Screenagers is a new documentary, debuting March 2, that explores how teens interact with each other and their phones. Director, physician and parent, Delaney Ruston turns the camera on her own family and asks experts questions of how much is too much when it comes to video games and device addiction. Be sure to read Common Sense Media’s review of the film, and use their question prompts to extend this vital conversation about the digital citizenship issues facing us all. More here on how you can host a screening.
Physician and filmmaker Delaney Ruston decided to make Screenagers as she found herself constantly struggling with her two kids about screen time. Ruston felt guilty and confused, not sure what limits were best, especially around smartphones, social media, gaming, and how best to monitor online homework. Hearing repeatedly that other parents were equally overwhelmed, she realized the struggle over tech time had become one of the biggest parenting issues of our time.
Ruston turned the camera on her own family and others—revealing stories that depict messy struggles over social media, video games, academics and internet addiction:
- Hannah is a 14-year old victim of social media bullying that stemmed from trying to hide her use of social media from her mom
- Andrew is a former straight A student whose love of video games spun out of control when he left for college, landing him in a 90-day program at an Internet rehab center
Woven throughout the film are insights from thought leaders including Peggy Orenstein, Sherry Turkle, Simon Sinek, as well as cutting edge neuroscience. Among the statistics cited in the film:
- Kids spend on average 6.5 hours a day on screens, not including classroom or homework screen time.
- Boys spend on average the equivalent of 1.5 days on video games every week
- Screen time increases dopamine production and causes behavior that mimics addiction
Beyond exposing the risks of screen time, SCREENAGERS reveals multiple approaches parents, teachers and other community leaders can use to work with kids to help them achieve a healthy amount of screen time, while still respecting its role in their lives, particularly their social lives. It also suggests family solutions that include parents assessing their own screen time.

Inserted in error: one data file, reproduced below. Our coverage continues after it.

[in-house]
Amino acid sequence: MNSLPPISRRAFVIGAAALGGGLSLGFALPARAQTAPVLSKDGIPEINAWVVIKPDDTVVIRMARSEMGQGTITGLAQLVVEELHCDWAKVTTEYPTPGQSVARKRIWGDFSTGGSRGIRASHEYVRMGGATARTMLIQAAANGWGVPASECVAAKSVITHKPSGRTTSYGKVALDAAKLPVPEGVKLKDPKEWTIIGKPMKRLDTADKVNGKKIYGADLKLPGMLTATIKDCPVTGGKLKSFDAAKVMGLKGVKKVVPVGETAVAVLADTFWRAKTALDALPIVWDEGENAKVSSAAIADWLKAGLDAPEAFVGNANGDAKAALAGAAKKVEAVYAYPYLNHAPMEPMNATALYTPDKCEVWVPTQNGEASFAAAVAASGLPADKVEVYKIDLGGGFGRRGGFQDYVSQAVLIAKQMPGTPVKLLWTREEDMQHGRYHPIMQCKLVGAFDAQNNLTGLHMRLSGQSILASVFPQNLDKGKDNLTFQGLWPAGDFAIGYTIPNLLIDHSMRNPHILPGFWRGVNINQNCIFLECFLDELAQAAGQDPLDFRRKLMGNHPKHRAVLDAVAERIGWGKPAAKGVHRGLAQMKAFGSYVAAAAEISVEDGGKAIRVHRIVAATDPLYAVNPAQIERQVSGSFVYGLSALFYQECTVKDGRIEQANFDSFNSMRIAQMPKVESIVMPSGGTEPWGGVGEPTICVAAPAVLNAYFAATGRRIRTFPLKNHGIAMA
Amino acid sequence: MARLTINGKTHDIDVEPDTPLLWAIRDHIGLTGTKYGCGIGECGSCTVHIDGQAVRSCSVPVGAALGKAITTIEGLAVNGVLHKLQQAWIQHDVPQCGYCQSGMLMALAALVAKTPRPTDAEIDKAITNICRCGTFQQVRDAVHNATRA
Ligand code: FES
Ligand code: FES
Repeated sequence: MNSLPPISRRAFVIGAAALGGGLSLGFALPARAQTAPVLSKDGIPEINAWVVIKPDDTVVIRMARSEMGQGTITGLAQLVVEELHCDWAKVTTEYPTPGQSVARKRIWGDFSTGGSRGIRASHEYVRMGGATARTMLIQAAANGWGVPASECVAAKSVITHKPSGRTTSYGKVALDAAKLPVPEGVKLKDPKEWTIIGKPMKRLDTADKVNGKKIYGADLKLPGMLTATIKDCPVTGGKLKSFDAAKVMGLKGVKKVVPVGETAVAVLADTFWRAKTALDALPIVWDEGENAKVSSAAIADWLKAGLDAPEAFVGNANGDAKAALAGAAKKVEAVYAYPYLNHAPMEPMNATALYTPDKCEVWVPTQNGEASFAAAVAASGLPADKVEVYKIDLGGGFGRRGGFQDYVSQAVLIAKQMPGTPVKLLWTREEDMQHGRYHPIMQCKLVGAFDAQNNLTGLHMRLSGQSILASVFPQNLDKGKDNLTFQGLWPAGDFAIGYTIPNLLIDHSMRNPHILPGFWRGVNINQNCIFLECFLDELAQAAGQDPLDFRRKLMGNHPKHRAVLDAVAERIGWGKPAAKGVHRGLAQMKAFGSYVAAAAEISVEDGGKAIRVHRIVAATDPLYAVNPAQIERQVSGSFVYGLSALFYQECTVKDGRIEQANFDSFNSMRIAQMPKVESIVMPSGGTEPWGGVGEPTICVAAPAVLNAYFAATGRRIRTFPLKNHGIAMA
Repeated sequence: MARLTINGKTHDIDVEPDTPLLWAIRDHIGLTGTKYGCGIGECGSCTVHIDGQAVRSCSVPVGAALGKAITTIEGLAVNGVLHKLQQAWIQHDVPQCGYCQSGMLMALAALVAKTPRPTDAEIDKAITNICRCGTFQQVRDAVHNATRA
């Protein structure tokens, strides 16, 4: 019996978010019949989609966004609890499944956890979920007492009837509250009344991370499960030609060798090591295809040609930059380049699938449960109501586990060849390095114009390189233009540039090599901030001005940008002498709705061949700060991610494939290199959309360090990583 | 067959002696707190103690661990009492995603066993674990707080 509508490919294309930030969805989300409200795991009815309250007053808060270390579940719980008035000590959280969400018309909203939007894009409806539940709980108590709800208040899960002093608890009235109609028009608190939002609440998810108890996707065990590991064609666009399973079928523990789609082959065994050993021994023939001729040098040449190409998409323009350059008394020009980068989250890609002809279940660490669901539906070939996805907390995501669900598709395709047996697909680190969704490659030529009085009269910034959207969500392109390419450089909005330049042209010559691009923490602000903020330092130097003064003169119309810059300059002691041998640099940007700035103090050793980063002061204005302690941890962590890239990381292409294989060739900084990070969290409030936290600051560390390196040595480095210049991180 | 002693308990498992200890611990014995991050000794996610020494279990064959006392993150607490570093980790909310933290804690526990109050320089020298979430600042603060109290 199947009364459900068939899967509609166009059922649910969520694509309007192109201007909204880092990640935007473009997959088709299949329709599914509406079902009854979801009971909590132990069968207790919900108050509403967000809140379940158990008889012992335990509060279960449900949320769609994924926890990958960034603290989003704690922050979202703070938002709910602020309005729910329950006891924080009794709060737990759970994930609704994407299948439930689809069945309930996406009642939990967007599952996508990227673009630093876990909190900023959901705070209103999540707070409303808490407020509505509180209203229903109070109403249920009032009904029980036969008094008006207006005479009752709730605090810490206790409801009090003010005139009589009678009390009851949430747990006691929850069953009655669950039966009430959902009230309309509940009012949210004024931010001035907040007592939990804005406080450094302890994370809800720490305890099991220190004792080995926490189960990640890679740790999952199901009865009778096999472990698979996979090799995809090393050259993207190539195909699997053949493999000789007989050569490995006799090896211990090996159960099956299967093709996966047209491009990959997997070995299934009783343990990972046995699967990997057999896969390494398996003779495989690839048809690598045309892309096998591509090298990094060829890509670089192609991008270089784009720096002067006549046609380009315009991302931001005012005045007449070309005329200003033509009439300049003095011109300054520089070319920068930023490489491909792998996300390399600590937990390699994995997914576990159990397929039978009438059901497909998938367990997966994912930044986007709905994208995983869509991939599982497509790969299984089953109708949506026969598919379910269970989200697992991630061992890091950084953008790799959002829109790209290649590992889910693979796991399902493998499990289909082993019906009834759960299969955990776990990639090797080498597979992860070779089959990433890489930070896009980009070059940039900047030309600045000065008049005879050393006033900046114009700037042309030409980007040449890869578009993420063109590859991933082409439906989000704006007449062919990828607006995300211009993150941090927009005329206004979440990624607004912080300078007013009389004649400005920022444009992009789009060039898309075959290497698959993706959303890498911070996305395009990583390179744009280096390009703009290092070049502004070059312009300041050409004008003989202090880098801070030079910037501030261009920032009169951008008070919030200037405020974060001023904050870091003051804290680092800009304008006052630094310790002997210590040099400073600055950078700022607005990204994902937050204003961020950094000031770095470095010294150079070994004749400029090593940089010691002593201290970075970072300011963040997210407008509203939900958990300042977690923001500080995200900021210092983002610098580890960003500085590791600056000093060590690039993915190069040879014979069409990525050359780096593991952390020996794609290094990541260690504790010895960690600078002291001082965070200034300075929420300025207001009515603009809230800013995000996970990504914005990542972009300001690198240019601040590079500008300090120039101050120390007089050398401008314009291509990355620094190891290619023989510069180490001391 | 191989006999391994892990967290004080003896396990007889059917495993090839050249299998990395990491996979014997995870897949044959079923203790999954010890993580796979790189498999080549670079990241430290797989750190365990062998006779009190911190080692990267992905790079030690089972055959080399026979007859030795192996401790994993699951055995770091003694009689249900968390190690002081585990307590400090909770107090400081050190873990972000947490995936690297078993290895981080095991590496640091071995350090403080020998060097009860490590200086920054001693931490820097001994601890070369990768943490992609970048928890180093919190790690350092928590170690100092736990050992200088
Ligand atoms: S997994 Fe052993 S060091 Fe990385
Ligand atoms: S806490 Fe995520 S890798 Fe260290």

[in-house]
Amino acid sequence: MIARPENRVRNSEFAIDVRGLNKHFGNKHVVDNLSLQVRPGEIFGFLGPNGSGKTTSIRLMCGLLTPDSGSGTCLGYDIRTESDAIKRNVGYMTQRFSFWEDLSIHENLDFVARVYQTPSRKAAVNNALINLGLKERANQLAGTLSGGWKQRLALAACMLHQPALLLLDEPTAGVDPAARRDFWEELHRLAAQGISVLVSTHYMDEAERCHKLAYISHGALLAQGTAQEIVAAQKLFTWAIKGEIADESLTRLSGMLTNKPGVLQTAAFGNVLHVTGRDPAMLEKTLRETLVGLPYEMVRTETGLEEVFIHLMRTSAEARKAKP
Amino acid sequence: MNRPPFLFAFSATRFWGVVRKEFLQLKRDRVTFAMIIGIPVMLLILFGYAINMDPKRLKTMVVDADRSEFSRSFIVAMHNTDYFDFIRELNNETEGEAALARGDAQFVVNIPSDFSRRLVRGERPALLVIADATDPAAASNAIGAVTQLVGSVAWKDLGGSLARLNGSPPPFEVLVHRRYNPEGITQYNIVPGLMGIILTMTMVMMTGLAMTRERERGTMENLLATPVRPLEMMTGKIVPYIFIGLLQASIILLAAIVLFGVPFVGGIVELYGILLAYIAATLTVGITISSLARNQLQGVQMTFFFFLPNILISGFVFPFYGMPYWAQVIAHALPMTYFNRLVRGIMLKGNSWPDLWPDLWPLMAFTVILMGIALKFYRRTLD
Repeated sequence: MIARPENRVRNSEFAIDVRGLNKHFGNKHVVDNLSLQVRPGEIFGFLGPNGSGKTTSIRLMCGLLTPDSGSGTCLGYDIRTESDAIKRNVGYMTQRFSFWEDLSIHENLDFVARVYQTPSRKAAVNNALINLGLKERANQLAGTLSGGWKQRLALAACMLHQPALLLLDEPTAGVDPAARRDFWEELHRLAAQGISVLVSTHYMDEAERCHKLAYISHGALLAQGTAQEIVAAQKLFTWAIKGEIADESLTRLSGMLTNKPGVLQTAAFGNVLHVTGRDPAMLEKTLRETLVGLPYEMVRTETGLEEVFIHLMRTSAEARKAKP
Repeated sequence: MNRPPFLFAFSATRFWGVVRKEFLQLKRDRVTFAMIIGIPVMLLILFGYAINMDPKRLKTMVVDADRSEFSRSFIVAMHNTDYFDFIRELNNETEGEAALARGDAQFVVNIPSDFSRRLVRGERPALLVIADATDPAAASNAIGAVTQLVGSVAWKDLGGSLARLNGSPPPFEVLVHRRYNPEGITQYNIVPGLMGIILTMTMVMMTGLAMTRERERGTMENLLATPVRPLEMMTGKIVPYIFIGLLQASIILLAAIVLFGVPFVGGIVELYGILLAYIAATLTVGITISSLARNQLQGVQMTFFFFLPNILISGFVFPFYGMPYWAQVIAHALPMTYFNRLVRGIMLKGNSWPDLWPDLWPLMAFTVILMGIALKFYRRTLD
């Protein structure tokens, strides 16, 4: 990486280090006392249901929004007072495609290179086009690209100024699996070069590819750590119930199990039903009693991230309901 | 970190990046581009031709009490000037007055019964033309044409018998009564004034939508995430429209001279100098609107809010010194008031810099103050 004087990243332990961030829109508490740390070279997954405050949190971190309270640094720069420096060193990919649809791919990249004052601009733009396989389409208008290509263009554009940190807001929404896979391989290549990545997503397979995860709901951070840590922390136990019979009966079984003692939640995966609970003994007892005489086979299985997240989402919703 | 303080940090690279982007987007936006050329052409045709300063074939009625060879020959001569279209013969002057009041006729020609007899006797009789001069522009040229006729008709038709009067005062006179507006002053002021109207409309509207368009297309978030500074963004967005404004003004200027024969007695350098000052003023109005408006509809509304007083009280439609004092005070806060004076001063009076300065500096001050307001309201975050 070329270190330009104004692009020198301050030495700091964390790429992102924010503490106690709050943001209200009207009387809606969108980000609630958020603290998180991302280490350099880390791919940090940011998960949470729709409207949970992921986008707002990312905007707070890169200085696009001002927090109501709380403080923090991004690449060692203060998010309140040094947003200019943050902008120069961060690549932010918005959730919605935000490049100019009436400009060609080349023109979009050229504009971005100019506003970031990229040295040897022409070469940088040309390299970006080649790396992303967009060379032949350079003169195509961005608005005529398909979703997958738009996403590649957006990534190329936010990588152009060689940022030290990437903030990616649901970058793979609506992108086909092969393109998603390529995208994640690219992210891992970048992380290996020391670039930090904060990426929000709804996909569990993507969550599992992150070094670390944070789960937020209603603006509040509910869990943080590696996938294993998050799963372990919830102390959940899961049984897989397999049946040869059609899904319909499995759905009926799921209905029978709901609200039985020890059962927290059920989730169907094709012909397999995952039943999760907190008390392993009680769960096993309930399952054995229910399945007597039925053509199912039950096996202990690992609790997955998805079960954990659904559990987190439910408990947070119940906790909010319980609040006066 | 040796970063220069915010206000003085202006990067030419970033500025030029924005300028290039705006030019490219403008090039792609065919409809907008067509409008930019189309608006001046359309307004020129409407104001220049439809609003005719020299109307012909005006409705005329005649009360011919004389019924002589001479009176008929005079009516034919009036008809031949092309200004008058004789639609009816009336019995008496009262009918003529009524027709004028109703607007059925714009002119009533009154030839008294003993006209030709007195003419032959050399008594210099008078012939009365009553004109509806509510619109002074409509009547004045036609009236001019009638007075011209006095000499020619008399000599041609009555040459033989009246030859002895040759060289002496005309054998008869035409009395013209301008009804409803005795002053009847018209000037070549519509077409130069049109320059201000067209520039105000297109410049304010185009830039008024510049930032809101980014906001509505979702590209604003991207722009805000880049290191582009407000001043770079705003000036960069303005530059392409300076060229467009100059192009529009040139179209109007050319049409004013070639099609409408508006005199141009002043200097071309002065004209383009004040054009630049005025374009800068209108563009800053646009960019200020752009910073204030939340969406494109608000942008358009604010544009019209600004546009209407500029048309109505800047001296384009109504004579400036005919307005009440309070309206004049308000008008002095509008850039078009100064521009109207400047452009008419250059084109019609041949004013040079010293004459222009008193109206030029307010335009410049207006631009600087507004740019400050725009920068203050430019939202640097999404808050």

Community Viewing Model and Screening Toolkit
More than a film, SCREENAGERS is a movement. With its distributor Indieflix, SCREENAGERS employs the new community viewing distribution model, encouraging parents and educators nationwide to start important conversations about how screen time impacts our lives. Parents, educators, PTAs, faith-based institutions and workplace groups are encouraged to book their own screenings and secure speakers at www.screenagersmovie.com. When a group signs on to host a screening, the SCREENAGERS team works with them to publicize their screening event and provides a SCREENAGERS moderator discussion guide, teacher discussion guide, and a template for a handout that gives parents additional solutions, tips and ways they can successively continue conversations with their kids after viewing the film.
About the Filmmakers
- Delaney Ruston,Director/Producer/Cinematographer/Editor/Writer, is a multi award-winning filmmaker, Stanford trained physician, and mother of two. She has produced two PBS feature documentaries: UNLISTED: A Story of Schizophrenia, about her father, and HIDDEN PICTURES, about global mental health. The latter was screened by 141 organizations including the World Health Organization. Ruston has won several awards for her work launching mental health awareness campaigns using film as the cornerstone. In addition to filmmaking, Ruston has spent more than a decade providing primary medical care to the underserved.
- Lisa Tabb, Producer/Executive Producer, is a television producer and content developer for news and unscripted television. For the last 15 years she’s been a news producer at ABC 7 News in San Francisco.
- Scilla Andreen, Producer/Executive Producer, is CEO of Indieflix and Founder of IndieFlix Foundation, an award-winning filmmaker, Emmy-nominated costume designer, and tireless champion of independent film.
- Karin Gornick, Executive Producer, has more than 20 years experience creating, funding and driving impactful television, multimedia and educational outreach projects for companies including CNN, The Travel Channel, and Common Sense Media. She is a two-time Emmy Award and NAB/Service to Children’s Programming Award Recipient.